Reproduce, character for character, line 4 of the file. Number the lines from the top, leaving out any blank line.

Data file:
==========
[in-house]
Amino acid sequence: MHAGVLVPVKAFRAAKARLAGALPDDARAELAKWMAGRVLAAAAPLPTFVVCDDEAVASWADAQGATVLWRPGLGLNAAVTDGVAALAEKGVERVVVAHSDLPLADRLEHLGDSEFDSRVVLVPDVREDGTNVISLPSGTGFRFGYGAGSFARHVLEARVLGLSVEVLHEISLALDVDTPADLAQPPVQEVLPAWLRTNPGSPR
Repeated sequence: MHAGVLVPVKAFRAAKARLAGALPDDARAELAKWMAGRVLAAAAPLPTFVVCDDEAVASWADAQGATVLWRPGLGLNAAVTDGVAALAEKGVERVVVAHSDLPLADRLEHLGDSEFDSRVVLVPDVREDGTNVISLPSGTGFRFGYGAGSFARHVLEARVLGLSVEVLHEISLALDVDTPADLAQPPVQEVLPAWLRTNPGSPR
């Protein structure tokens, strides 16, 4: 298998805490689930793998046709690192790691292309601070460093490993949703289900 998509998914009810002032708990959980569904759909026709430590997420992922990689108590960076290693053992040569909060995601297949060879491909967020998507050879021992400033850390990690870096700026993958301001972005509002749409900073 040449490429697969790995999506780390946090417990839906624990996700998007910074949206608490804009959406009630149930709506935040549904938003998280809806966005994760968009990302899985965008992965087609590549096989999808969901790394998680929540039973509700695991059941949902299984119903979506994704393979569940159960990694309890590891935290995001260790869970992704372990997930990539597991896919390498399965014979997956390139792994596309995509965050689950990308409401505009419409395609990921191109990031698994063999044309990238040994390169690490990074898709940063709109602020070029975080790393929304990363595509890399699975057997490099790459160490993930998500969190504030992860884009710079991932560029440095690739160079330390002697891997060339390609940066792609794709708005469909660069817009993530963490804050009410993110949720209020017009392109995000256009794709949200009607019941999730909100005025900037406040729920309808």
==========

């Protein structure tokens, strides 16, 4: 298998805490689930793998046709690192790691292309601070460093490993949703289900 998509998914009810002032708990959980569904759909026709430590997420992922990689108590960076290693053992040569909060995601297949060879491909967020998507050879021992400033850390990690870096700026993958301001972005509002749409900073 040449490429697969790995999506780390946090417990839906624990996700998007910074949206608490804009959406009630149930709506935040549904938003998280809806966005994760968009990302899985965008992965087609590549096989999808969901790394998680929540039973509700695991059941949902299984119903979506994704393979569940159960990694309890590891935290995001260790869970992704372990997930990539597991896919390498399965014979997956390139792994596309995509965050689950990308409401505009419409395609990921191109990031698994063999044309990238040994390169690490990074898709940063709109602020070029975080790393929304990363595509890399699975057997490099790459160490993930998500969190504030992860884009710079991932560029440095690739160079330390002697891997060339390609940066792609794709708005469909660069817009993530963490804050009410993110949720209020017009392109995000256009794709949200009607019941999730909100005025900037406040729920309808």